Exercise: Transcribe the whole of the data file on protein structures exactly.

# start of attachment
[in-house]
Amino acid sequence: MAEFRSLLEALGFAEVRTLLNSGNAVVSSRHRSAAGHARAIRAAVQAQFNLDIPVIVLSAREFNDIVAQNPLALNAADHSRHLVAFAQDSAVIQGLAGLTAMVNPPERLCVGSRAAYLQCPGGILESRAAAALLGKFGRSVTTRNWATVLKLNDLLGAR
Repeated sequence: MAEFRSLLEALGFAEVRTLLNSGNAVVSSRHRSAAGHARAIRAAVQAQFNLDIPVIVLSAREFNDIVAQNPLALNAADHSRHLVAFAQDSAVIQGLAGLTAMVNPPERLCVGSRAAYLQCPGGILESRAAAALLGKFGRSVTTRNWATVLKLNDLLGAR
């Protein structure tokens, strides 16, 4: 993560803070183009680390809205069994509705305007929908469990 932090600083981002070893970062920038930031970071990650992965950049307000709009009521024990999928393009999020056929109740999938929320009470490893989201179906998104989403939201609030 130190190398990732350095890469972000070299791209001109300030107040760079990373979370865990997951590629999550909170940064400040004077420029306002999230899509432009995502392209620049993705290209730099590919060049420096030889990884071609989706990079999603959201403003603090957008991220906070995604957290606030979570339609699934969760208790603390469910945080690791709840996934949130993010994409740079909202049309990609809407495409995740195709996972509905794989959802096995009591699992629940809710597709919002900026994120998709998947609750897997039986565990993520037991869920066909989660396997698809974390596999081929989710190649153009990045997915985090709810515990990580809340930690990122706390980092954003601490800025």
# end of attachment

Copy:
[in-house]
Amino acid sequence: MAEFRSLLEALGFAEVRTLLNSGNAVVSSRHRSAAGHARAIRAAVQAQFNLDIPVIVLSAREFNDIVAQNPLALNAADHSRHLVAFAQDSAVIQGLAGLTAMVNPPERLCVGSRAAYLQCPGGILESRAAAALLGKFGRSVTTRNWATVLKLNDLLGAR
Repeated sequence: MAEFRSLLEALGFAEVRTLLNSGNAVVSSRHRSAAGHARAIRAAVQAQFNLDIPVIVLSAREFNDIVAQNPLALNAADHSRHLVAFAQDSAVIQGLAGLTAMVNPPERLCVGSRAAYLQCPGGILESRAAAALLGKFGRSVTTRNWATVLKLNDLLGAR
């Protein structure tokens, strides 16, 4: 993560803070183009680390809205069994509705305007929908469990 932090600083981002070893970062920038930031970071990650992965950049307000709009009521024990999928393009999020056929109740999938929320009470490893989201179906998104989403939201609030 130190190398990732350095890469972000070299791209001109300030107040760079990373979370865990997951590629999550909170940064400040004077420029306002999230899509432009995502392209620049993705290209730099590919060049420096030889990884071609989706990079999603959201403003603090957008991220906070995604957290606030979570339609699934969760208790603390469910945080690791709840996934949130993010994409740079909202049309990609809407495409995740195709996972509905794989959802096995009591699992629940809710597709919002900026994120998709998947609750897997039986565990993520037991869920066909989660396997698809974390596999081929989710190649153009990045997915985090709810515990990580809340930690990122706390980092954003601490800025």